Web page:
charges. This is the reason offering online trading facility

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Allows the clients to use the conventional system as well in order to retain them. A part from a
dealing room, most broking houses have a separate room for the clients. Where the stock
exchanges terminals are kept for their use.
Low Investor Confidence:
Investor confidence in the country has been badly hurt due to the escalating IndoPak tensions.
This sentiment has got reflected in the stock markets, which have gone down. The global
recession has also dampened the mood of the stock market. Although, the US economy is
showing signs of recovery, but any tangible outcome is yet to be felt.

DATA COLLECTION:PRIMARY DATA as the decision of the investor keeps on changing from time to time.
Collection of primary data is reliable as it avoids self report bias and cannot record what cannot
be said.
Due to time and financial constraint Marketing Research is done through Sampling. Sample
offers various benefits as:
1) It saves time.
2) It helps in cutting expense.
SECONDARY SOURCES The data had been collected through Books, Journals and Websites.

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SAMPLE DESIGN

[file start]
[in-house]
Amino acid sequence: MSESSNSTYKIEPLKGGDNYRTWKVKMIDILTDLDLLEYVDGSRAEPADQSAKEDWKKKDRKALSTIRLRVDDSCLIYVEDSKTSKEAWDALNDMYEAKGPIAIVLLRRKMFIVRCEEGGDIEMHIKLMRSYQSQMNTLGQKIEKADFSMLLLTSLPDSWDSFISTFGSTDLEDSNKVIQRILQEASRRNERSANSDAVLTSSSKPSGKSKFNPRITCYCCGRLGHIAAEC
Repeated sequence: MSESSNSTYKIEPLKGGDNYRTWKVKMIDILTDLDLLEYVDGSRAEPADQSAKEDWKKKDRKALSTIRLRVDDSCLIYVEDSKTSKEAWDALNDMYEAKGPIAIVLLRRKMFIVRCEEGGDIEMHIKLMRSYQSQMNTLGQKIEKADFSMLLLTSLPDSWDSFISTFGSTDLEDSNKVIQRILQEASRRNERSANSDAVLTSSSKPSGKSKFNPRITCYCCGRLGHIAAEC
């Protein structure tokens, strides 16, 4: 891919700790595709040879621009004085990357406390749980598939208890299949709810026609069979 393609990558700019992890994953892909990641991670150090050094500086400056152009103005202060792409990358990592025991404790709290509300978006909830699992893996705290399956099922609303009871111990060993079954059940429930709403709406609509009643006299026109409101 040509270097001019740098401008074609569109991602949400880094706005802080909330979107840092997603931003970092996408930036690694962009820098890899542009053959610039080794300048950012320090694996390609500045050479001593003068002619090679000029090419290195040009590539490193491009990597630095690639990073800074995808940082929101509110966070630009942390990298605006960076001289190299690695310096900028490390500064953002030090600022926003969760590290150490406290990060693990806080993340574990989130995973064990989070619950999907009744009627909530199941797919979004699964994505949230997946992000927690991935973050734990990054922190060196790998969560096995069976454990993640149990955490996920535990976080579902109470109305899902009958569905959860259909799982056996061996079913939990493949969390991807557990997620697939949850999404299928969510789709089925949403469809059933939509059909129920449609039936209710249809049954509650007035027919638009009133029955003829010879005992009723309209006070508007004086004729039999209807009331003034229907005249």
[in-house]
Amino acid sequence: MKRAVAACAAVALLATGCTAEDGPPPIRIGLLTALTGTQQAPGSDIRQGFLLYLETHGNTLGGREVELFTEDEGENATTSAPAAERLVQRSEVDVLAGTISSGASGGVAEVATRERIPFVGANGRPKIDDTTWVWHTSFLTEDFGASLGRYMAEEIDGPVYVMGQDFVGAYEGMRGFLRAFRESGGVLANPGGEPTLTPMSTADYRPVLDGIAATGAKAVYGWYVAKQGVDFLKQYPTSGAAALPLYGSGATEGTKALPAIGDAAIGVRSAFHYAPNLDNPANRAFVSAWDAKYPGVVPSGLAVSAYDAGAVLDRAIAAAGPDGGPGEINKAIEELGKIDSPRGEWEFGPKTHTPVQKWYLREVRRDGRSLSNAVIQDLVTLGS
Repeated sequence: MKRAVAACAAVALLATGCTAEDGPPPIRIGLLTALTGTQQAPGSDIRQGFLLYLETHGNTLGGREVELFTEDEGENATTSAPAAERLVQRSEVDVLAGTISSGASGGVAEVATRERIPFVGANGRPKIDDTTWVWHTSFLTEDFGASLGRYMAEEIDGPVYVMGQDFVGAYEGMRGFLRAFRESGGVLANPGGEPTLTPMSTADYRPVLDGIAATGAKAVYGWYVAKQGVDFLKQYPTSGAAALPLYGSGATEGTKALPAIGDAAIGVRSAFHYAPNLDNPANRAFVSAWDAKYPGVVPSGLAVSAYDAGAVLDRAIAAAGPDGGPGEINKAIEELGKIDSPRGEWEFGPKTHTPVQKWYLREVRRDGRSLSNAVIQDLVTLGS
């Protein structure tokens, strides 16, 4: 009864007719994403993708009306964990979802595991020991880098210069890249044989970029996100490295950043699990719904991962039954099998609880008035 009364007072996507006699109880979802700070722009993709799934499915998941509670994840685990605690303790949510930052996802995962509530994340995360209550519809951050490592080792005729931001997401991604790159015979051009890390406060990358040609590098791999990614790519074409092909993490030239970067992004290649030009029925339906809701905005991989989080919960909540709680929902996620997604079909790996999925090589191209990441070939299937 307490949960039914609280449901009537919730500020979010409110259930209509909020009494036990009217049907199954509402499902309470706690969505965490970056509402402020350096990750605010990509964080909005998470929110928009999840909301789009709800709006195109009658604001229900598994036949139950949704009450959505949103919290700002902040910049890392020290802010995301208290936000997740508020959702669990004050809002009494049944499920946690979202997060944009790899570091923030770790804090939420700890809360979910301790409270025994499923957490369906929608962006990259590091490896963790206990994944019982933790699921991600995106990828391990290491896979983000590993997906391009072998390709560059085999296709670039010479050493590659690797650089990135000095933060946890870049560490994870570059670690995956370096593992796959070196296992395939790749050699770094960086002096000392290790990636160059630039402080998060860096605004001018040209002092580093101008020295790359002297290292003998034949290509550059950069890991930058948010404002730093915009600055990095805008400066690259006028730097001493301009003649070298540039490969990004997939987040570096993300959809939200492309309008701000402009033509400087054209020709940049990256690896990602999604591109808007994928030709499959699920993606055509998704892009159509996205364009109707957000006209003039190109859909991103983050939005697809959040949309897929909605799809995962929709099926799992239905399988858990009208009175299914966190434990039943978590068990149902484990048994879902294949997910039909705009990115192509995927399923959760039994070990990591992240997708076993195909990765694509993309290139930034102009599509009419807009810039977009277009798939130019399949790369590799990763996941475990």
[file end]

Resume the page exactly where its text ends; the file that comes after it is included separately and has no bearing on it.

POPULATION: 100 people
SAMPLE SIZE: The sample size is 60 persons.

Sampling Method:Judgment sampling and Convenience Sampling Technique


Judgment sampling is mainly done on the basis of the knowledge of the respondent about stock
market and Convenience Sampling is the technique in which the researcher just simply picks up
the respondents on the basis of their availability.

Methods of Data Collection:Instrument for data collection:


The study to be conducted is about the Derivative Market in Shakarpur, NirmaanVihar and
Laxmi Nagar and members of Share Khan so the method of data collection used is SURVEY
METHOD with the help of Questionnaire.
Drafting of a questionnaire :
To frame questionnaire or schedule, we have at first to decide regarding various questions to be
incorporated. This decision of the selection of questions depends upon the purpose of enquiry. In
this regard, precaution should be adopted to avoid irrelevant or unnecessary questions.

LIMITATIONS
1) For performing these king of research large data base is required. The data collected for this